A Brief History of the Patriarchate of St. Stephen
The modern Patriarchate of St. Stephen is a conglomeration of several historic lineages, both spiritual and temporal. Its episcopal jurisdiction and Apostolic Succession descend from the First Chair of the Patriarchate, the former Diocese of the Southwest. It is traditional Old Roman Catholic with Anglican heritage. Its temporal heritage derives from Florence and also includes the Kingdom of Italy in the Holy Roman Empire and the Electorates of Würzburg, Trier, Westphalia, and Mainz. The Patriarchate is at once historical and modern ancient and new. It is both distinct in its heritage and diverse in its work in service to God and others. It has a deep history of parochial work, but today focuses only on mission work. It is of Christ's Kingdom of Heaven, but firmly planted in the world. It past is rooted in the rule of nations, yet today it is a nation without borders. Its people are devoted and pious, compassionate in service, fierce in defense. It is perhaps singular in modern world history, and its people are rightly proud of it.
Historic throne of the First Chair of the Patriarchate, bearing the diocesan coat of arms of the
Old Roman Catholic Patriarchate of St. Stephen (then the Anglican Diocese of the Southwest)
located in St. Chads Cathedral, San Antonio, Texas. The shield above the throne is that of St. Chad of
Mercia, the 7th century Bishop of Northumbria and the Mercians. St. Willibrord, the Apostle to the Dutch,
first Bishop of Utrecht, the See from which the Patriarchates Roman Catholic succession derives, was born in Northumbria.
The Diocese of the Southwest was at its founding a part of the traditional protestant Anglican movement that separated from the Episcopal Church of the USA in the 1970s. It had a thriving parochial ministry and founded the St. George Theological Seminary, now Pontifical Georgian College, the principle seminary of the Patriarchate. By the early 2000s, internal dissent resulted in schism. Some went to other protestant Anglican churches, some went to the Orthodox or Roman Catholic Churches, and some ended up effectively as Congregationalist parishesan oddity in the Catholic context. The Chancellor of the Diocese, who had also been ordained in traditional Roman Catholic succession through the Independent Catholic Church and was also an abbot, remained and brought the remnants of the diocese into the Apostolic Communion of Anglican Churches. There he was consecrated as its bishop.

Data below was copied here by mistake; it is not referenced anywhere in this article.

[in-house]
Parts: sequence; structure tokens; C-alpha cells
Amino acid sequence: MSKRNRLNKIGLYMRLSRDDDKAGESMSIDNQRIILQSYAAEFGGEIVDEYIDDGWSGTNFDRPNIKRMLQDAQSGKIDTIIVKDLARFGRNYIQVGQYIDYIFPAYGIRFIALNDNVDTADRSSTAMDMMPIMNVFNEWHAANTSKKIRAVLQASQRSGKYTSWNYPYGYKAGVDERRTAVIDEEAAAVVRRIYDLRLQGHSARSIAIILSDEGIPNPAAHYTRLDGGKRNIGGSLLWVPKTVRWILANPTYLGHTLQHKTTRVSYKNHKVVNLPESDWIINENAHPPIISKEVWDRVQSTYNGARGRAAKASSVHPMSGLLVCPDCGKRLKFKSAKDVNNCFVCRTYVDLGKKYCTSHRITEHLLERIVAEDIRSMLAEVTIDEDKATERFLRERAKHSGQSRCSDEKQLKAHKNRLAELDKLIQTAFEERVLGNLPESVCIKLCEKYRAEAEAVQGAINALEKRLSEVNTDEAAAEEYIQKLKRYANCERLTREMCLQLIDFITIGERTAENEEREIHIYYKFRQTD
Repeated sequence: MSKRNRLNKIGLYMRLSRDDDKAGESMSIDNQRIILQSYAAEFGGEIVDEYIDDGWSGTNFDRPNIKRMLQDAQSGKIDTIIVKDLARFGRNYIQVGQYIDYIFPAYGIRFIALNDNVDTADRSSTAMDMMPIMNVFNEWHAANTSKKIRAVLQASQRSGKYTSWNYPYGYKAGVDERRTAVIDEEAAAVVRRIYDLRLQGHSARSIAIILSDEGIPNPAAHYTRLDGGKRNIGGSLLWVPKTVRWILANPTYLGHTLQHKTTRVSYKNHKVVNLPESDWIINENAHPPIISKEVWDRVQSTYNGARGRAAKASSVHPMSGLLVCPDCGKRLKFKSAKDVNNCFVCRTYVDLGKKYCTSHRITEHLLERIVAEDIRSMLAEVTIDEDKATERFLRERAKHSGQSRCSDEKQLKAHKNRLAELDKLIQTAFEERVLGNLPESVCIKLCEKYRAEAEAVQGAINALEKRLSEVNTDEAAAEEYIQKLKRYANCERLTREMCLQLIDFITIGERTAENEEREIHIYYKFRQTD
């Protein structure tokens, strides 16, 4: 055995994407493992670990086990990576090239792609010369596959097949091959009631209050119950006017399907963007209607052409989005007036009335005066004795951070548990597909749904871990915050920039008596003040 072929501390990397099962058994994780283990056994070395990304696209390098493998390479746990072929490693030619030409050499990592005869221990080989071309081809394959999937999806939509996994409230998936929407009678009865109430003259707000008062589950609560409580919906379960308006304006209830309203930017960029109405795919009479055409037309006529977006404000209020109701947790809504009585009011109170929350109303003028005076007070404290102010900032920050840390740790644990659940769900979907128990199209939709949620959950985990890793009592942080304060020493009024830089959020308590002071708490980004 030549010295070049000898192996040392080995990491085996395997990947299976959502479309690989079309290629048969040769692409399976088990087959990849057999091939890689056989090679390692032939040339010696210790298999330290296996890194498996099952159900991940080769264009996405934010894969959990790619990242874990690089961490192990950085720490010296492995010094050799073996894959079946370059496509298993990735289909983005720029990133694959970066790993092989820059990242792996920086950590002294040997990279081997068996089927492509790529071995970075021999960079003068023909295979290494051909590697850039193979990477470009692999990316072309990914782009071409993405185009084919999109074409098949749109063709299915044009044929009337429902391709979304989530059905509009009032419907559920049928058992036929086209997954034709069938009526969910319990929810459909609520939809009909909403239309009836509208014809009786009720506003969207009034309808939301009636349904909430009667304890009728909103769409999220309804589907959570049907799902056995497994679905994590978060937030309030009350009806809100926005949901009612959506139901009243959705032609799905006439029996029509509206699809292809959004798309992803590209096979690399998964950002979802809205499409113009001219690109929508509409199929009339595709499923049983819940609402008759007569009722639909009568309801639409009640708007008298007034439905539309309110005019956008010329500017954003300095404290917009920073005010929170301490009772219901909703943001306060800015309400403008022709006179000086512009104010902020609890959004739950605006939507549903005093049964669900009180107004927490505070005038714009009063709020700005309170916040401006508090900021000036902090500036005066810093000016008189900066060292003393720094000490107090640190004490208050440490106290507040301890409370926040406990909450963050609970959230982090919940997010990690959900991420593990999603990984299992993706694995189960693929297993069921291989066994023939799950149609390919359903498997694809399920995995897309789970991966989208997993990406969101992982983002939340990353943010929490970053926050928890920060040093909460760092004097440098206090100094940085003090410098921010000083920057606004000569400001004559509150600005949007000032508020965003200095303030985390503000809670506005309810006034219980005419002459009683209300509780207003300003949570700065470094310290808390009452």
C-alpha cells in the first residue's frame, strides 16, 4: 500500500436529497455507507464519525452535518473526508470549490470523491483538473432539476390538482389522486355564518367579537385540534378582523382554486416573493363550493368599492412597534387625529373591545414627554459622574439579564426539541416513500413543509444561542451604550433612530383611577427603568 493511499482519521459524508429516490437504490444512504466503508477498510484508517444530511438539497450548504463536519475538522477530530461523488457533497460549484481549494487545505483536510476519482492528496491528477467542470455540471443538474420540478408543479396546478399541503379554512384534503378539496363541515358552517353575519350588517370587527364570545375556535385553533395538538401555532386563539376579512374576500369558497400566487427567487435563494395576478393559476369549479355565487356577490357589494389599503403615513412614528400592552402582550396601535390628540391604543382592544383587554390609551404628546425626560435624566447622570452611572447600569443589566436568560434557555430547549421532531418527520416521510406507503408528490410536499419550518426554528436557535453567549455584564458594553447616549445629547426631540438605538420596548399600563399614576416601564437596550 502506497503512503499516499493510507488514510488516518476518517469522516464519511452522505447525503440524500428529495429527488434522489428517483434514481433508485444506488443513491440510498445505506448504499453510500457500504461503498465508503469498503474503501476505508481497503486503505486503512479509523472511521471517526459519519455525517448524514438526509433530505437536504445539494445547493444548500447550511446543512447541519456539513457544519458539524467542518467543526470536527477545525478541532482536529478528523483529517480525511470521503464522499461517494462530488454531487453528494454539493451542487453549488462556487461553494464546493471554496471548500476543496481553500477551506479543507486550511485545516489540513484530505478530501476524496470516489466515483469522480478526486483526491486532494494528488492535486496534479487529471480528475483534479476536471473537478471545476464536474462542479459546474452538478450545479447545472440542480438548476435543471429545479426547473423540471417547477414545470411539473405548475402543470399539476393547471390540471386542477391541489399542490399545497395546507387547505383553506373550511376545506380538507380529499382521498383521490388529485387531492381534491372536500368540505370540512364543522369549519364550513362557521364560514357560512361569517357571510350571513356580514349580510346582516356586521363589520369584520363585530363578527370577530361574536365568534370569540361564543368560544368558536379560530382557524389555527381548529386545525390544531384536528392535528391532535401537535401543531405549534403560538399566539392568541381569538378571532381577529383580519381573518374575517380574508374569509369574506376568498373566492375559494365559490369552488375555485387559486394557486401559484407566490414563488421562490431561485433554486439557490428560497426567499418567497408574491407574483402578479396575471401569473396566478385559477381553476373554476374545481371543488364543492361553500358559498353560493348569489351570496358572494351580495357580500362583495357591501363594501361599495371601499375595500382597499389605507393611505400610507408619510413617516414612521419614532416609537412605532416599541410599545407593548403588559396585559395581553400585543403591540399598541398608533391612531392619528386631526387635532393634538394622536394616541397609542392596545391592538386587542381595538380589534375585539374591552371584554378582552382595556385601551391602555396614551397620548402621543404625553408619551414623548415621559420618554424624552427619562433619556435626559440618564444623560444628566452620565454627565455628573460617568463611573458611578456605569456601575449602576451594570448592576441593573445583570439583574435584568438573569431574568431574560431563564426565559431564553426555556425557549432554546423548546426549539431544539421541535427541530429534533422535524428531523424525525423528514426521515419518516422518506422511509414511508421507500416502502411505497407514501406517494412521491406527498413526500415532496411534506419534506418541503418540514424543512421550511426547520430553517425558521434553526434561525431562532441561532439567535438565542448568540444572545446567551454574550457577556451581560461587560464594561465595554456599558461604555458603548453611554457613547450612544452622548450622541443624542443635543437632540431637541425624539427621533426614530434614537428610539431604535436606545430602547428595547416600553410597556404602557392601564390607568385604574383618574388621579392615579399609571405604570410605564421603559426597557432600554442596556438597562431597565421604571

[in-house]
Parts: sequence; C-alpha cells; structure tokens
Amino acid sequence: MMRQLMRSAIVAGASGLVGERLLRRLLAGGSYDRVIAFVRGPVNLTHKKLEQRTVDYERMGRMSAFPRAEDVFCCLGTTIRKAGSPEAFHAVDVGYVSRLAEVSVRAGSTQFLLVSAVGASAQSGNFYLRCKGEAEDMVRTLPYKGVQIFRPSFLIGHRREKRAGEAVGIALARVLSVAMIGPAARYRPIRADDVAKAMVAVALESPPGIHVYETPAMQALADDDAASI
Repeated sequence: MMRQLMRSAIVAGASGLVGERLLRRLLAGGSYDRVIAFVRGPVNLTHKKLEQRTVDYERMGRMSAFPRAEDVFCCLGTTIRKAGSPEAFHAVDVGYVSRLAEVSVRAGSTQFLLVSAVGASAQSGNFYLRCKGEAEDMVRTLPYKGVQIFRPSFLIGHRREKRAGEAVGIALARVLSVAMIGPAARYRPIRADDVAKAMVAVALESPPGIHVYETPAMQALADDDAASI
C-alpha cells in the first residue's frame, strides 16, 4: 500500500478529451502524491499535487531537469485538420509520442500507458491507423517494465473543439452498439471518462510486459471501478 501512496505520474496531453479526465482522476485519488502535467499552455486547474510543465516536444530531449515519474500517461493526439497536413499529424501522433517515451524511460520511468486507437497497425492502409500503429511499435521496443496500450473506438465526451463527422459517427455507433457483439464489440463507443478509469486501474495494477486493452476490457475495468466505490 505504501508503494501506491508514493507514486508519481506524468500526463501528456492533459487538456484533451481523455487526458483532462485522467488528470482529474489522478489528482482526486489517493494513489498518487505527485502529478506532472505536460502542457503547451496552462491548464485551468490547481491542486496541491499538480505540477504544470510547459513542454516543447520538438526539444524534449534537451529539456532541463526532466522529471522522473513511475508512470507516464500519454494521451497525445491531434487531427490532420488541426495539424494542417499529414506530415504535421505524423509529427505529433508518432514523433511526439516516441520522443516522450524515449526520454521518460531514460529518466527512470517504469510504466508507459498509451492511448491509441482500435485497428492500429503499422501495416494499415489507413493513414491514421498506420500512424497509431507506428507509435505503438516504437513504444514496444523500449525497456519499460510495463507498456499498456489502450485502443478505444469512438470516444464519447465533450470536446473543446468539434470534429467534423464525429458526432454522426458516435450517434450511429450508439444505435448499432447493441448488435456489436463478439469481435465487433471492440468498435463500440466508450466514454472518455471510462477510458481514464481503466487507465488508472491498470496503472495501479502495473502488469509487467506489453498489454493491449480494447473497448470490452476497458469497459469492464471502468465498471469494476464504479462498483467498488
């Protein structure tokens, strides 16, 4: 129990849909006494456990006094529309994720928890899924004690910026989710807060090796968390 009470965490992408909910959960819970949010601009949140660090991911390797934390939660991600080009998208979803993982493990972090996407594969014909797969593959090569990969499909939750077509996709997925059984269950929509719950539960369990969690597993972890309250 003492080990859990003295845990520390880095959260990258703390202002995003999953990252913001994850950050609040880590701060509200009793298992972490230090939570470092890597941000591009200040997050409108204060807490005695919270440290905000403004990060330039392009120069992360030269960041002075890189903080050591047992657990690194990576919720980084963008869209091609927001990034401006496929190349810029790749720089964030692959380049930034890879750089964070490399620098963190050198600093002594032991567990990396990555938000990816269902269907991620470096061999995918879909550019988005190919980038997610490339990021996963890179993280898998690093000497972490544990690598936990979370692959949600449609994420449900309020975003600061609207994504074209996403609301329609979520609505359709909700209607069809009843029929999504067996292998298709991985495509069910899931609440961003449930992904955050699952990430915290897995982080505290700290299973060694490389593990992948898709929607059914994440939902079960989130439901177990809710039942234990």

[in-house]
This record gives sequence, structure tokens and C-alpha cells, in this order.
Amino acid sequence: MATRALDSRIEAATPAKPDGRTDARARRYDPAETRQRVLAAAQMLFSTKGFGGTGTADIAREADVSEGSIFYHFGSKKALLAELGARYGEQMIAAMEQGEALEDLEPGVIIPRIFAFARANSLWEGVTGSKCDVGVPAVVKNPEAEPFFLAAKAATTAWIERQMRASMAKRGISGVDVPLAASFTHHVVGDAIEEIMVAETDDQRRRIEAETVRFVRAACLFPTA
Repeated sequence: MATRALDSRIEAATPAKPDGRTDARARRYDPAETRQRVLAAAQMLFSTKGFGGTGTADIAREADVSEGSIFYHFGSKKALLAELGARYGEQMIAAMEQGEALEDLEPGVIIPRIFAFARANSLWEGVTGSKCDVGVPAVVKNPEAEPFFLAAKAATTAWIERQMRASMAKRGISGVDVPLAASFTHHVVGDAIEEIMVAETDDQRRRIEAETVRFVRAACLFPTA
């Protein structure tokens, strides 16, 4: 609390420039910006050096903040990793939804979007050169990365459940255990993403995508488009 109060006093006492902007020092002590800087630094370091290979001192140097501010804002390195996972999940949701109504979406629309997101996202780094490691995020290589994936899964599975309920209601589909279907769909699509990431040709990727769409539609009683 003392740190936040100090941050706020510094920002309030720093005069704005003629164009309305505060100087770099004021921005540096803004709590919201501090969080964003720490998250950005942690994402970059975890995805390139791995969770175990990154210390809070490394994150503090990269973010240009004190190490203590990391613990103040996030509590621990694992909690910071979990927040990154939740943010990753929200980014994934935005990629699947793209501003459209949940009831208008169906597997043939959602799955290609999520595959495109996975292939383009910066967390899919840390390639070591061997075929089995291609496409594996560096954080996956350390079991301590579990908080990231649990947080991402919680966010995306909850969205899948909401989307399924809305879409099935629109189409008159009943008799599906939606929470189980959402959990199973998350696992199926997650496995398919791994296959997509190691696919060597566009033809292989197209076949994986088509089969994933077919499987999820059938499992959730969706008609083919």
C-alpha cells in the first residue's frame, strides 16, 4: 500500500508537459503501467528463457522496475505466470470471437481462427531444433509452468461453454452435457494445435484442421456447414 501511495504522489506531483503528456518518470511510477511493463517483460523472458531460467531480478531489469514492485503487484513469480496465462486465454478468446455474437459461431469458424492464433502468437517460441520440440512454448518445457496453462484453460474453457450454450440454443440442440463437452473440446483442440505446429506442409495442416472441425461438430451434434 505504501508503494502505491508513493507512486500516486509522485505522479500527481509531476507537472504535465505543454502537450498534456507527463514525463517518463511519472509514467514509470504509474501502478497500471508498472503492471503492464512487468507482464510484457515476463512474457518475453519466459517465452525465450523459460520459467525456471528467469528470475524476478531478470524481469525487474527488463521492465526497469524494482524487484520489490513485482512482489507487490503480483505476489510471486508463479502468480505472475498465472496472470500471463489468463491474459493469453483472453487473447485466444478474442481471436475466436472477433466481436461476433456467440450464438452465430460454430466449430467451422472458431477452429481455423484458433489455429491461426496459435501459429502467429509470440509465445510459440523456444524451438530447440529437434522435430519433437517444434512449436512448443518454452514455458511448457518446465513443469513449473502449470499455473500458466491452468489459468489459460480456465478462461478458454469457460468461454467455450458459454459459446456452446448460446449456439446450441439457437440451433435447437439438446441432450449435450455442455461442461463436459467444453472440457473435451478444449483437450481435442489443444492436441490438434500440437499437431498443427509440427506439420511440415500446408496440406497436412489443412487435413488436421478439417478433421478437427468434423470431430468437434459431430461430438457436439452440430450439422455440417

To provide contextual background, the Independent Catholic Church was a jurisdiction in communion with the Philippine National Catholic Church and in Apostolic Succession from Pope Leo XIII through Bishop Duarte Costa in Brazil, and from the Armenian Uniate and Greek Melkite Catholic Churches in union with Rome. Bishop Duarte Costa was separated from the Roman Communion over a dispute over Pope Pius XIIs alleged (though now shown to be unfounded) support for Adolf Hitler during the Second World War. The separate administration of Duarte Costa continues today as the Brazilian Catholic Apostolic Church. There has been some tension over the years with the Roman Communion, though it should be pointed out that such tension exists even within the Roman Communion itself. As an example of the esteem in which the Duarte Costa line is held by Rome, Mgr. Salomão Barbosa Ferraz, a bishop consecrated by Mgr. Duarte Costa, was received as a bishop within the Roman Communion by Pope John XXIII and served on a committee of the Second Vatican Council at the invitation of Pope Paul VI. Mgr. Ferraz was married with seven children.
Archbishop Duarte Costa
First Patriarch of the Brazilian Catholic Apostolic Church
L-R: Pope John XXIII, Mgr. Salomão Barbosa Ferraz, Bishop, and Pope Paul VI
The Apostolic Communion of Anglican Churches was and remains a confederation of diverse bishops that share both Anglican heritage and Old Roman Catholic Apostolic Succession. That is, it is effectively an Old Roman Catholic jurisdiction with Anglican heritage. Old Roman Catholic refers to lineage from the ancient Roman Catholic Diocese of Utrecht in the Netherlands. Founded by the Northumbrian bishop Willibrord, it was granted autonomy by the Holy See around 900 years ago. During the 1700s, tensions arose with Rome due to unfounded accusations of heresy against the Archbishop of Utrecht made by the Jesuits. The Archbishop was twice acquitted, but the damage was done. By the time of the reign of Pius IX, a separate diocese was established in Utrecht, and both remain to this day. Those of the original See referred to themselves as Roman Catholics of the Old Episcopal Order and similar names.
First Bishop of Utrecht, Apostle to the Dutch